THE MOST COMMON PRESENTATION MISTAKES
A short overview of some of the most common mistakes people make when preparing for a presentation, and how to avoid them
Background information and resources for presentation courses that we hope you find useful
Presentations are a very important part of our professional life. Whether you're an entrepreneur making a sales pitch to an investor, an executive trying to market a product, or even a new professional trying to land a job, you will have to walk this road at one point or another.
The good news is that it's not a difficult a task if you know what you're doing and are well prepared. To help you get the most out of your work and impress your audience, here are some of the most common presentation mistakes you should avoid:
LACK OF PREPARATION
When you're making a presentation, you need to place your best foot forward. This means that you need to be familiar with the content of your speech, the topic and your slides, and prepare for any questions your audience might ask you as well.
In order to get the most out of your presentation, you need to rehearse as often as you can. If you can, try to practise with a friend or a family member, and ask them for their opinion. Sometimes what you've written makes sense to you but it may not be very clear to your audience, so practising in front of someone else and making sure they understand your material will help you make sure your presentation is polished and informative, and that your point is getting across to your audience as you intended it.
TOO MUCH TEXT
As a general rule, good presentations should always be clear and readable. In fact, your audience should be able to get the gist of your presentation just by skimming the content of your slides. This means that you should always use a clear, bold font, present your points in bullet points, and keep the information concise. If you pack your slides with too much text, people will have difficulties understanding the content, which would only frustrate them.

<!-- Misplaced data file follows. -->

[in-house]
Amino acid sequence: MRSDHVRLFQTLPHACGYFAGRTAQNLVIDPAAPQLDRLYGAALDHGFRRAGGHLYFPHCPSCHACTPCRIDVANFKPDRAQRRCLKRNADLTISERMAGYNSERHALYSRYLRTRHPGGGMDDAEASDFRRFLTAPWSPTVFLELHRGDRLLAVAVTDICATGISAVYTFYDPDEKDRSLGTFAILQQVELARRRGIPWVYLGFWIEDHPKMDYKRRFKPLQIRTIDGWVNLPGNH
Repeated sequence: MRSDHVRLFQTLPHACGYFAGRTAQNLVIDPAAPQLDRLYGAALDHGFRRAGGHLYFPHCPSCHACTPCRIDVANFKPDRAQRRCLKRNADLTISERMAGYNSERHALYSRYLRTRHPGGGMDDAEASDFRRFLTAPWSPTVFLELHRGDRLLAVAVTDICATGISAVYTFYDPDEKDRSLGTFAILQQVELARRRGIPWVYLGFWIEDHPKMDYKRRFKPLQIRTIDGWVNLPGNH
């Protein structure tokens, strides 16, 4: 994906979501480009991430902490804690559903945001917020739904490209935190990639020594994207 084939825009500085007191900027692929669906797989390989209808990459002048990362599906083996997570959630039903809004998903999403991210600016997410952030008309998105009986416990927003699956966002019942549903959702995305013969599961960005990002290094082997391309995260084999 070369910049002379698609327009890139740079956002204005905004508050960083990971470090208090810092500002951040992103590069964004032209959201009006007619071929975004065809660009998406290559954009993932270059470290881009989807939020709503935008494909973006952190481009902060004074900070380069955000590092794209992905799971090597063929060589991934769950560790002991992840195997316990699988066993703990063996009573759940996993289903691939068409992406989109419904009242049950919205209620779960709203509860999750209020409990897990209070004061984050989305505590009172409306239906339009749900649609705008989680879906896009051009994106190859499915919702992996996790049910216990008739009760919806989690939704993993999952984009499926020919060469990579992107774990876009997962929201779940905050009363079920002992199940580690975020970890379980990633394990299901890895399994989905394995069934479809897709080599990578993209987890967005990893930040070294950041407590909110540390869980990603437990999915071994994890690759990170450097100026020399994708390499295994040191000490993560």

On the other hand, you should also try to avoid spreading out your content too much and having too many slides. Always aim to keep your presentation short and to-the-point without overwhelming your audience.
NOT ACTUALLY PRESENTING
One of the most common mistakes people make when giving a presentation is not actually presenting - that is, reading their slides out loud. Not only is it pointless because your audience can read the content themselves, but your aim is to elaborate on those points. The slides are just a visual medium to convey your points in a clear, concise manner. They're also an accompaniment to your speech.
Reading your slides, word for word, will make your presentation dull and ineffective, and show your audience that you haven't worked hard enough on it - which is definitely something you want to avoid.
NOT KNOWING THE VENUE
You might be familiar with the concept of a dress rehearsal, where actors perform the entire play on stage before they're set to go live. This ensures their equipment and outfits are all in order and work well before they're in front of a live audience. You need to be similarly prepared when you're about to give a presentation. The last thing you want is to find out that your laptop doesn't work with the projector, or the presentation venue doesn't have sufficient space to seat the audience. In order to avoid this, make sure to visit the venue and check the equipment in advance - it will help you address any problems before you're set to present your piece.
The main thing to remember when giving a presentation is to appear confident, even if you don't necessarily feel it. What impression are you trying to give to your audience? What do you want them to take away from your presentation? We're only human and sometimes mistakes do happen, but by following the points above, pointless presentation blunders can be avoided.
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PRESENTATION MISTAKES AND HOW TO AVOID THEM
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